Dubnyk, taken 14th in the first round by the Oilers in 2004, stopped 40 shots and Smyth, the sixth player selected back in 1994, had a goal and two assists as Edmonton skated to its fourth consecutive win and moved into first place in the Northwest Division, two points ahead of Colorado.
The Avalanche have totaled just two goals while losing all three of their home games this season. They had plenty of chances on Friday, but Dubnyk made the difference.
"Doobie played unbelievable," Smyth said. "Our goalies all year have done the job for us. It starts in our own zone, defense first, and the goaltending has done the trick for us."
Smyth, who spent the 20007-08 and '08-09 seasons with Colorado, quashed any hopes of an Avalanche comeback with 6:09 remaining in regulation. Ryan O'Reilly's power-play goal 27 seconds earlier had cut the Oilers lead to 2-1, but Smyth restored the two-goal advantage when he jammed the puck between Semyon Varlamov's pads after the Avalanche goalie made a stop on Shawn Horcoff.
"Horcoff threw it at the net a couple times and I drove the net and it went off my stick 5-hole," Smyth said. "It was the timing of the goal, I think, that helped us. It was a key moment."
The 6-foot-5 Dubnyk's play has been extraordinary against the Avalanche, whose 41 shots were a season high. Dubnyk went 2-0-1 against Colorado last season while posting a 1.62 goals-against average and .950 save percentage.
"It's a great feeling," he said of the Oilers' 6-2-2 record and first-place standing after finishing last in the overall standings in each of the past two seasons. "We're happy, we're excited. We feel good about the way we're playing. But it's not like anyone is getting too excited or going crazy about it."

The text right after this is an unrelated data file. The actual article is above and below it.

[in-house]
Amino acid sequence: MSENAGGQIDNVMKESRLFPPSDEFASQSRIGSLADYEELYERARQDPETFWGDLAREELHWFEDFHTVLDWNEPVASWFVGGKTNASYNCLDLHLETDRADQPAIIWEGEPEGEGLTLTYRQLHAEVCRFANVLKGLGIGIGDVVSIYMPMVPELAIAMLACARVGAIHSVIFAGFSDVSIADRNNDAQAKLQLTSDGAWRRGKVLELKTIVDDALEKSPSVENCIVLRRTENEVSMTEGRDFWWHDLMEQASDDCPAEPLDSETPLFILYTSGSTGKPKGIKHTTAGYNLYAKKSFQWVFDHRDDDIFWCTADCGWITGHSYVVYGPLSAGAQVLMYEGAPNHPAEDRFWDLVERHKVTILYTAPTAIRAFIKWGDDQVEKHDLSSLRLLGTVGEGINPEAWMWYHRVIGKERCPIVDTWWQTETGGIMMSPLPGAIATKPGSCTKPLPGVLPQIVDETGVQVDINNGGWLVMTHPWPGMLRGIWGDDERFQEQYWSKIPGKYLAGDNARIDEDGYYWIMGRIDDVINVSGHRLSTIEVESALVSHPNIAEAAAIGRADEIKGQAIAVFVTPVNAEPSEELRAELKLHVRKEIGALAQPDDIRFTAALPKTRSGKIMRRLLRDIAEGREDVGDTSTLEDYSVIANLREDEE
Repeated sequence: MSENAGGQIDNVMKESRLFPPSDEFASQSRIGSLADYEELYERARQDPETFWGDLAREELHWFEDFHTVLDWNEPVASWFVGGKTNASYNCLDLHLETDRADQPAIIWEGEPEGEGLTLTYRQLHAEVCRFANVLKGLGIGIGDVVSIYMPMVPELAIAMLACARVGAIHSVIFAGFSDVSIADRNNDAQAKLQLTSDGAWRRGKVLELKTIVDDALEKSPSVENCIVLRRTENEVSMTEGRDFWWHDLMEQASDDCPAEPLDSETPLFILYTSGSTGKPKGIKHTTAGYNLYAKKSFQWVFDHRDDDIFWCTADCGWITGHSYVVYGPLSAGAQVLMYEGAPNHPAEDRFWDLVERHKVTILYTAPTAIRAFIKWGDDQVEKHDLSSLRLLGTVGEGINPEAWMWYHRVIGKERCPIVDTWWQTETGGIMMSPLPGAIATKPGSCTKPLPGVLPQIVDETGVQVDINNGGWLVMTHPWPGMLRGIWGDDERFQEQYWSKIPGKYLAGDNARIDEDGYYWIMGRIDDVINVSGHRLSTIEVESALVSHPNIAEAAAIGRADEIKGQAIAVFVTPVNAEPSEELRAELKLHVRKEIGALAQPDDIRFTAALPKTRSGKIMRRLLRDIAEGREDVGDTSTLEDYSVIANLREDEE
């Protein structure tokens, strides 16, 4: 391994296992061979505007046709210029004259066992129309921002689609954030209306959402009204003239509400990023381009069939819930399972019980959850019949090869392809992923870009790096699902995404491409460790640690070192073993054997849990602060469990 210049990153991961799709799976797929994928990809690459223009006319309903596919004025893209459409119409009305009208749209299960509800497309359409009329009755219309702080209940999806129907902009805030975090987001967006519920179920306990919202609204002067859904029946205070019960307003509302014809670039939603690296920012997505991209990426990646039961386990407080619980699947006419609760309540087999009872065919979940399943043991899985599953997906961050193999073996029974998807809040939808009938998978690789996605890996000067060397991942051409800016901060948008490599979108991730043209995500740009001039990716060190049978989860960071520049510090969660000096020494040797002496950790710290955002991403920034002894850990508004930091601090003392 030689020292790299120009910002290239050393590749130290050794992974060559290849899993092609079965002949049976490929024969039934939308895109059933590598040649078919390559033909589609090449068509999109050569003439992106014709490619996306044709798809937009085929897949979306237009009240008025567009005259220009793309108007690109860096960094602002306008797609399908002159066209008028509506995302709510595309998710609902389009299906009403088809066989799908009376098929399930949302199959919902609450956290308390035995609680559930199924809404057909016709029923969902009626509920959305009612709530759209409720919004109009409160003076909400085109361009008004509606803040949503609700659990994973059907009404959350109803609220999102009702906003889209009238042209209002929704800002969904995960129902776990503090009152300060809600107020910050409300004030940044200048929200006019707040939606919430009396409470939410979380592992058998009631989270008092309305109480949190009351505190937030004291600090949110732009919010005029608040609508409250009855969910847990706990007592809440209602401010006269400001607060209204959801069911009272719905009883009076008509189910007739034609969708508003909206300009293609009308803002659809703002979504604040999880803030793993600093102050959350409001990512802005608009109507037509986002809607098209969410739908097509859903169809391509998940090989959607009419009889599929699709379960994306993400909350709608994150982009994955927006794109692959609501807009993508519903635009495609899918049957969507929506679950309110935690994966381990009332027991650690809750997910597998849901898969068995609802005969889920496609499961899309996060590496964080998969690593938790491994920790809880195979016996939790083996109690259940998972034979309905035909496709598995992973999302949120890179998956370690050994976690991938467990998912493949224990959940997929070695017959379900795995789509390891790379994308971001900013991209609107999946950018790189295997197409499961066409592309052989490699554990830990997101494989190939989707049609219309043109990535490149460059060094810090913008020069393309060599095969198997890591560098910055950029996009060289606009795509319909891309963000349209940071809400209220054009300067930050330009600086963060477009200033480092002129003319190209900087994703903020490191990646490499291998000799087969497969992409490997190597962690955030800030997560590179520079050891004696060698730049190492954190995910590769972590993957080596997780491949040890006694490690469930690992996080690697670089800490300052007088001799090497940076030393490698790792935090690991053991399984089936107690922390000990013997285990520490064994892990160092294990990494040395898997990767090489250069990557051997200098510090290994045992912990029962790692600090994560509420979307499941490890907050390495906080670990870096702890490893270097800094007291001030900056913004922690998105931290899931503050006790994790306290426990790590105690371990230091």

Nugent-Hopkins, who has five goals and four assists, didn't enjoy one of his better games. He logged 13:28 in ice time, had one shot and lost six of nine faceoffs hours after learning the Oilers were keeping him for the rest of the season.
Landeskog, who has four goals and two assists, had six shots in 17:58 of ice time and had one second left on his penalty for goalie interference when Cam Barker gave the Oilers a 1-0 lead at 7:55 of the second period.
"I think we played well," said Landeskog, who had already been told he was staying. "We created a lot of chances in front of the net. We got a lot of pucks to the goalie there, but we didn't seem to get the bounces and obviously their goalie played well."
The Oilers, who matched the season low of 19 shots they registered in Thursday's 2-1 home win against Washington, grabbed a 2-0 lead in the second period.
That was more than enough offense the way Dubnyk was playing. He made his fourth start of the young season -- he gave 38-year-old Nikolai Khabibulin the night off after the Oilers arrived at their Denver hotel at 3:30 in the morning after traveling overnight from Edmonton.
"That is our job," Dubnyk said. "The way (Khabibulin) has been playing the last little while, it made it much more important for me to come in and give these guys just as good of an effort as he has been doing. There can't be any lapse or any change when we go back and forth."
The Avalanche has lost back-to-back games for the first time this season and three of the past four following a 5-1-0 start. Colorado has been outscored 9-2 in dropping all three of its home games.
"That's three games lost at home right now," O'Reilly said. "This should be our barn. We should be used to the air and we should be in better shape than most teams, and that's killing us right now. Personally, for my game, I had some early chances and I should have had a couple (goals) to give us the momentum. Unfortunately, I didn't.
"(Dubnyk) did play well. Our goalie played just as good, we just made a couple of errors. They didn't make too many mistakes in the neutral zone; they were pretty disciplined. They played a pretty good game, too. We had a couple of errors and they capitalized on them."
1 - 0 EDM
2 - 0 EDM
2 - 1 EDM
3 - 1 EDM
Holding the stick
Interference - Goalkeeper